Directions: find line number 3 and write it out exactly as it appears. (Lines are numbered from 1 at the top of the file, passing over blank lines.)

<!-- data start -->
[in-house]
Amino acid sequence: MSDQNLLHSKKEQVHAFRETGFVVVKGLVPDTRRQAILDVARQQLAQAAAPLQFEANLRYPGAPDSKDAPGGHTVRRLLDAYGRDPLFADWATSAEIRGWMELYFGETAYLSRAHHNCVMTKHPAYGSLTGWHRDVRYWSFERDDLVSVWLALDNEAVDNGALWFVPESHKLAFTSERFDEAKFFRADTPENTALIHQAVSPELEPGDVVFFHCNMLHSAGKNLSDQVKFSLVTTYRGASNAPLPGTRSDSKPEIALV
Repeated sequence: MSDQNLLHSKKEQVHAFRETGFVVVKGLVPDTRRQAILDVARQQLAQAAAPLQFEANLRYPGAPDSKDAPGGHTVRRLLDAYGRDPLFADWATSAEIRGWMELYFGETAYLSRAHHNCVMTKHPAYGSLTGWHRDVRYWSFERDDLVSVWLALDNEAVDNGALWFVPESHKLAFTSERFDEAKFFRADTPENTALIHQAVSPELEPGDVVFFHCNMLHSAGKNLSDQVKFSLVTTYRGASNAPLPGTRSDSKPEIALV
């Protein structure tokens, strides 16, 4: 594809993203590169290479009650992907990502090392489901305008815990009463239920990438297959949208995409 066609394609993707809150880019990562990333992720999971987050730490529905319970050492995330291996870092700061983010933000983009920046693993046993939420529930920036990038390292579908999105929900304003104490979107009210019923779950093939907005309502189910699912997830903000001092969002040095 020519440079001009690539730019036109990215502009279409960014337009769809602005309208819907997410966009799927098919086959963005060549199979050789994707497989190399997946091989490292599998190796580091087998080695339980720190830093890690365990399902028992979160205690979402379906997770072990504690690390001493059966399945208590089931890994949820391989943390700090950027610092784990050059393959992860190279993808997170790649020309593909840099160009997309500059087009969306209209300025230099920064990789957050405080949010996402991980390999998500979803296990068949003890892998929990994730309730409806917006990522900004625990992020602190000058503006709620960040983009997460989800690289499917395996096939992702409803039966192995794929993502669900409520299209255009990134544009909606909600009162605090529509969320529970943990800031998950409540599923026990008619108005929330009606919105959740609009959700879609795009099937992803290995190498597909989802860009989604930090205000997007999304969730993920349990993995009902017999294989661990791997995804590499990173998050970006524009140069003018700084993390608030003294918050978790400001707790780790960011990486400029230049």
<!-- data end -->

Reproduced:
Repeated sequence: MSDQNLLHSKKEQVHAFRETGFVVVKGLVPDTRRQAILDVARQQLAQAAAPLQFEANLRYPGAPDSKDAPGGHTVRRLLDAYGRDPLFADWATSAEIRGWMELYFGETAYLSRAHHNCVMTKHPAYGSLTGWHRDVRYWSFERDDLVSVWLALDNEAVDNGALWFVPESHKLAFTSERFDEAKFFRADTPENTALIHQAVSPELEPGDVVFFHCNMLHSAGKNLSDQVKFSLVTTYRGASNAPLPGTRSDSKPEIALV